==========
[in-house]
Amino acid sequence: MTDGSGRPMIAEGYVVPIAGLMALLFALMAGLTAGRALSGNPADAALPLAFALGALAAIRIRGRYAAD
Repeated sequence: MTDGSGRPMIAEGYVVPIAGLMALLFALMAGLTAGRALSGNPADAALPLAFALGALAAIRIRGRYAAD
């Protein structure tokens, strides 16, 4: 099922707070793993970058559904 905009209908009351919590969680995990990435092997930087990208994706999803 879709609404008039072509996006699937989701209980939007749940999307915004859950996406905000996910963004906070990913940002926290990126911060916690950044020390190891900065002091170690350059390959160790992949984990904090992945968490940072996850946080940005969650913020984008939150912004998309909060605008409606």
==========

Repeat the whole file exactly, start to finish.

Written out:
[in-house]
Amino acid sequence: MTDGSGRPMIAEGYVVPIAGLMALLFALMAGLTAGRALSGNPADAALPLAFALGALAAIRIRGRYAAD
Repeated sequence: MTDGSGRPMIAEGYVVPIAGLMALLFALMAGLTAGRALSGNPADAALPLAFALGALAAIRIRGRYAAD
């Protein structure tokens, strides 16, 4: 099922707070793993970058559904 905009209908009351919590969680995990990435092997930087990208994706999803 879709609404008039072509996006699937989701209980939007749940999307915004859950996406905000996910963004906070990913940002926290990126911060916690950044020390190891900065002091170690350059390959160790992949984990904090992945968490940072996850946080940005969650913020984008939150912004998309909060605008409606």